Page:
In the past, asbestos ceilings were a common feature of many homes in the form of spray-on paint of ceiling tiles.
Wood Stoves and Fireplaces
Any fire-resistant materials present in older houses is likely to contain asbestos. Therefore, we recommend testing paper or cement sheets found on fireplace interiors or wooden stoves.
It wasn’t uncommon to produce fire-resistant window putty using asbestos materials.
Asbestos was used as part of gaskets, clutches, and brake pad production. For this reason, OSHA has recommended taking precautionary measures before replacing any brake pads.
Garden Sheds and Garages
In older garages and sheds, asbestos roof panels and roof tiles are a common feature.
The majority of drywall areas in homes are asbestos-free unless they have been fire-protection rated. Asbestos drywall was more prevalent in commercial buildings. That said, if your house was renovated prior to 1980, the drywall edging or texture compound might contain asbestos.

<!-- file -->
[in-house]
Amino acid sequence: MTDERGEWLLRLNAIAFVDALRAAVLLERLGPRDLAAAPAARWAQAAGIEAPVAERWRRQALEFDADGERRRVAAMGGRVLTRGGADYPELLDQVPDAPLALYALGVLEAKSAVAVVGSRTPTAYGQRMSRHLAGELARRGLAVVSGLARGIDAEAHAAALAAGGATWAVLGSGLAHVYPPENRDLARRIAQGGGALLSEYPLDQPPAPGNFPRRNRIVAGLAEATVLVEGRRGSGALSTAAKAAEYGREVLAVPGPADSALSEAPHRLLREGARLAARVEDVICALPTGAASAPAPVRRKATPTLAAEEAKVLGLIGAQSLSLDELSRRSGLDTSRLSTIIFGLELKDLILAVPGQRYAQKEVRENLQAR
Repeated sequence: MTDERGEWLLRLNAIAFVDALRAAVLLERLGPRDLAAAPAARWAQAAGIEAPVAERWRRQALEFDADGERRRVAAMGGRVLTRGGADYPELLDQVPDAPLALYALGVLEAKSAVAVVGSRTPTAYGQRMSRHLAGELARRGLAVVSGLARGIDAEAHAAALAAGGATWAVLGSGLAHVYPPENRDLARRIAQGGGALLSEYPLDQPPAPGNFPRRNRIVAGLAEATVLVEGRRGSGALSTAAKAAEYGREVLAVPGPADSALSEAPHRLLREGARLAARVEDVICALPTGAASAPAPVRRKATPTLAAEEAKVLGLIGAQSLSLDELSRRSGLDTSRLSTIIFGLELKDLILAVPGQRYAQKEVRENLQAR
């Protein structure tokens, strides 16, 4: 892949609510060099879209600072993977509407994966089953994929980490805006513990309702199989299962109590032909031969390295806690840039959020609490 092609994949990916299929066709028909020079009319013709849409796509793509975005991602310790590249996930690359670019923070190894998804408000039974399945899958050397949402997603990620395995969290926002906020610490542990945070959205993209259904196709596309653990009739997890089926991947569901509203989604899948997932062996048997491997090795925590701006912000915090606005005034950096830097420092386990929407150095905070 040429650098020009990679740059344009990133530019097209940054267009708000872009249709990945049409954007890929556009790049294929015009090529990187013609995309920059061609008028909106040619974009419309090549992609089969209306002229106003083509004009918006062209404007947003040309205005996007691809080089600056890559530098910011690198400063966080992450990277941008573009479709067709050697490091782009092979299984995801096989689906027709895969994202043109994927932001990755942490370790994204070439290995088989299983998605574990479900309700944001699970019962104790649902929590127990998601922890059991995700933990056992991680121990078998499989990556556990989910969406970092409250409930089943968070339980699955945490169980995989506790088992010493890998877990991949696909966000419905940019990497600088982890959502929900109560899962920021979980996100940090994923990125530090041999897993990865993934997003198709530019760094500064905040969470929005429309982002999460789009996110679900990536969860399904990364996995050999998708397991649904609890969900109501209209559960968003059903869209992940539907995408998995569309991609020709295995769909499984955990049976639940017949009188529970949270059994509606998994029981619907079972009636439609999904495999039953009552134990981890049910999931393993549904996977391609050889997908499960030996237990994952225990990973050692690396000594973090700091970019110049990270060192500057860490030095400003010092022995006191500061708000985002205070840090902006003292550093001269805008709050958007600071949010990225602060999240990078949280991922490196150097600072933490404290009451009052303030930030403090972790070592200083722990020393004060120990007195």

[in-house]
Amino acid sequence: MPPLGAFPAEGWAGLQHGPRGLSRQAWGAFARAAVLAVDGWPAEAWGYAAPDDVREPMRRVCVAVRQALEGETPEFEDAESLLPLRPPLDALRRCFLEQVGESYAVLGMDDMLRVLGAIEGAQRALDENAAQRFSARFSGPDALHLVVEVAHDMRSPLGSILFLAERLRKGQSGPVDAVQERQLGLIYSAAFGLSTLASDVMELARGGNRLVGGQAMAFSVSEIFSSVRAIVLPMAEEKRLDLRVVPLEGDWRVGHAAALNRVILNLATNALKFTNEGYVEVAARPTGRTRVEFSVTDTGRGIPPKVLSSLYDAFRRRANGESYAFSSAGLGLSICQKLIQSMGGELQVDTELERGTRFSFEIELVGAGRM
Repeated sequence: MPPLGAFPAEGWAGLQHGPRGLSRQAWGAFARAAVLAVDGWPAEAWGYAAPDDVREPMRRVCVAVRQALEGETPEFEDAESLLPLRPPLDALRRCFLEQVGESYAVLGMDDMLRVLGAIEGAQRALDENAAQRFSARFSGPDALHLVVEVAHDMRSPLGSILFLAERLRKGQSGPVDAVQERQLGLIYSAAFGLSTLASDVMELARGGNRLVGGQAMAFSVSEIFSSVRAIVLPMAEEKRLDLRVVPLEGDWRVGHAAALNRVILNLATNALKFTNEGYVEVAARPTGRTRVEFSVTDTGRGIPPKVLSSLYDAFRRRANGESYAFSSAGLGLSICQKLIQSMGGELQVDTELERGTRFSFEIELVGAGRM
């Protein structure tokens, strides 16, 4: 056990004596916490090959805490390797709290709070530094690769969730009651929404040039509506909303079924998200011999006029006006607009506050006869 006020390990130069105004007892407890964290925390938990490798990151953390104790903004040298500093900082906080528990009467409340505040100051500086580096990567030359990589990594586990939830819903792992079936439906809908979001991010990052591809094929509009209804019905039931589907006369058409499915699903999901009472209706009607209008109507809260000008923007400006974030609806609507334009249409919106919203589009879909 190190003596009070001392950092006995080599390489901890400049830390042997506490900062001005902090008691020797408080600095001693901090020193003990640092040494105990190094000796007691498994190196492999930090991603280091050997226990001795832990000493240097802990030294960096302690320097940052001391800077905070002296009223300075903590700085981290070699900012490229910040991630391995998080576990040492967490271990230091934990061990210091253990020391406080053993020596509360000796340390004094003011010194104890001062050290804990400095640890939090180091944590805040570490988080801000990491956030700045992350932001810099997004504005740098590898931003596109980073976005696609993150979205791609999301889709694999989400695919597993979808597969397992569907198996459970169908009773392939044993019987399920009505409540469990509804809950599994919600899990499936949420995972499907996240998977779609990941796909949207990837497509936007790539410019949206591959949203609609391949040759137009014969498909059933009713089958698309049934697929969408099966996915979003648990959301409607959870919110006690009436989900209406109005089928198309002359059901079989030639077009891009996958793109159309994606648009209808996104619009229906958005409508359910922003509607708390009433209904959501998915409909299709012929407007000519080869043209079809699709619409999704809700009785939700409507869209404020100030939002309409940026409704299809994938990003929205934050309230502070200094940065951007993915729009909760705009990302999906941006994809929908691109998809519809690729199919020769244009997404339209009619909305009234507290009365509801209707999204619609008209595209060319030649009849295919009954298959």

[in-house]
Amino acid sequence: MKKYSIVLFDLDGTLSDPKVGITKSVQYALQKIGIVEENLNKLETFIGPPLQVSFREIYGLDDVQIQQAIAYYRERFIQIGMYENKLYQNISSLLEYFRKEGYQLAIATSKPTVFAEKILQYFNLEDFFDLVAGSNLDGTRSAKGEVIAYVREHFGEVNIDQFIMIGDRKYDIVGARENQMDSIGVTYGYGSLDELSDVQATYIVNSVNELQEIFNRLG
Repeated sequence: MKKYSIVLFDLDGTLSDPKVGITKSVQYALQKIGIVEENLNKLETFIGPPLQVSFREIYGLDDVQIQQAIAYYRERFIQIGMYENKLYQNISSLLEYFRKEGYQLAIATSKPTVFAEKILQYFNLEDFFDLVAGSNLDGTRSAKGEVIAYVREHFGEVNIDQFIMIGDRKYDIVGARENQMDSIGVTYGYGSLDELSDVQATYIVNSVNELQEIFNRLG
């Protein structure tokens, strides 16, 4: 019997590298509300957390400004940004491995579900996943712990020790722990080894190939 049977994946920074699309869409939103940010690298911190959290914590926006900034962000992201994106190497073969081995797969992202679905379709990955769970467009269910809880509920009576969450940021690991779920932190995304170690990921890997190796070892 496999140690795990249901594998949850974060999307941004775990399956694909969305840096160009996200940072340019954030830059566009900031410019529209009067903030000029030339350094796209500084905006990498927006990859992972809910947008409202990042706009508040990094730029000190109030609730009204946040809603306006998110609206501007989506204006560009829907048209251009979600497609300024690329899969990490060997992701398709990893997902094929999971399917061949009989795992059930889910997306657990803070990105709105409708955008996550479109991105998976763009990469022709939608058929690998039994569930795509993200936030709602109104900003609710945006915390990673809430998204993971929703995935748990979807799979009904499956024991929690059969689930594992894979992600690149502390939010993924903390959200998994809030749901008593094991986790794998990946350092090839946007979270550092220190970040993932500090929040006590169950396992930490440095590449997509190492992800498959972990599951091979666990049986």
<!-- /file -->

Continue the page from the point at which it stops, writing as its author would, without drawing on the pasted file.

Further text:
Floor Tiles and Carpet Underlay
Occasionally, carpet underlay is found to contain asbestos. This includes vinyl floor tiling and floor tile fixing glue.
In the past, siding shingles and siding materials were sometimes reinforced using asbestos to bolster their strength.
Water heater insulation os sometimes found to contain asbestos. This is especially true of any insulating blankets or cloths.
Air Conditioning or Heating Ducts
Insulation was one of the most popular uses for asbestos. Therefore, in older buildings, the A.C. and heating systems may contain asbestos.